Digital Wellbeing is loosely defined as the impact of technologies and digital services on people’s mental, physical, social and emotional health. It is also about empowering and build capability in users so that all who engage with them are equipped to do so in a way that supports and/or improves their wellbeing.
Digital wellbeing is a topic I’ve touched on a few times. Today I want to talk about digital safety. Being safe online and knowing about security settings is well worth your time. On the general rule of once it is out there, it can be near impossible to delete, there can be major consequences of not considering digital safety.
Social media can have many positives, including staying in touch with people – something I can say has been (mostly) beneficial during the pandemic. But there are safety concerns and considerations around social media. Have you ever considered the people on your friends lists? You knew them at school, so you added them – but perhaps you have not actually seen them for years (or even decades in my case). Do you really know that person? It is worth reviewing your friends and follow lists just to be sure you are content with who can be in your digital life.
It is also worth reviewing the details you share. Do you put your job or your phone number on there? If yes, who can actually see it? There are plenty of settings you can use to restrict information to those who you trust. Some platforms also allow you to set different groups of people who can see different levels of information.
So why the lecture on digital safety you may wonder? Well, concerns and stress around content posted online is a growing cause of stress, anxiety and depression. Cyber bullying, trolling and hateful posts, comments or pictures are massively on the rise. Arming yourself online utilising settings, common sense and regular reviews can help to defend yourself against the negative sides of our digital lives.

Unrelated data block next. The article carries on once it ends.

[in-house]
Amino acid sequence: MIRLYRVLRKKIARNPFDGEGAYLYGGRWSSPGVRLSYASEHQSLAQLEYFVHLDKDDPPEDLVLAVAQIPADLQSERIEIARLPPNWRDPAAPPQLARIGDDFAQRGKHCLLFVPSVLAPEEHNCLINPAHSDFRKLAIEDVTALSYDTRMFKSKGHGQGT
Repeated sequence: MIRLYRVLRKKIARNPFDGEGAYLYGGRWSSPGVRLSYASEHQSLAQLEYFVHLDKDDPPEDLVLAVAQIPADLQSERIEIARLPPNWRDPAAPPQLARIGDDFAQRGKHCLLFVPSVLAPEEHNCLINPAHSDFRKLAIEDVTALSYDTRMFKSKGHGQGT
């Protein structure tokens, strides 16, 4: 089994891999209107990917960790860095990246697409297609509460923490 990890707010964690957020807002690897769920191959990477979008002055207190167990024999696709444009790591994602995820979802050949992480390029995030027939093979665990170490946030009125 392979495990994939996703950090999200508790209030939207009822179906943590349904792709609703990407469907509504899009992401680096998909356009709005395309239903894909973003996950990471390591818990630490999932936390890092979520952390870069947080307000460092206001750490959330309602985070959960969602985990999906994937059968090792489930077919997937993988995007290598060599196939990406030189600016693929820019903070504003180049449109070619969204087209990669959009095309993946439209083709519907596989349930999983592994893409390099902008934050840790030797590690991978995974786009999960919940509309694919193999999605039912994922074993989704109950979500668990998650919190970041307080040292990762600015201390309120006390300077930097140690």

I am no stranger to these concerns. I’ve urgently had to change my mobile number this week. There are people who come and go in our lives. Some quite naturally drift away, and there is no ill will. Sometimes people become toxic and you need to cut them off. Sadly for me I’ve been “dealing with” people form the latter. Even your phone, messaging apps and the number itself are things to consider. Who can actually contact me?
There are plenty of ways to protect interactions on your phone through blocking, but ultimately there seems to be ways around it. The recent incident has prompted me to think a lot about digital safety and the way I interact online. I’ve got a new phone number and a new messaging app account. I feel a lot safer now, and will be very cautious about who receives the new number.
Whilst I do not want to go into specifics of this incident, I thought it was worth writing about as this is an important topic to consider. It also goes for those who maybe in our ‘digital care’. My Mum is not tech savvy, so I have a responsibility for her digital safety too – something I am going to talk to her about when she is back from holiday. You might have kids with phones, social media or more. Might be worth a talk about digital safety.
Have a great day, and stay safe.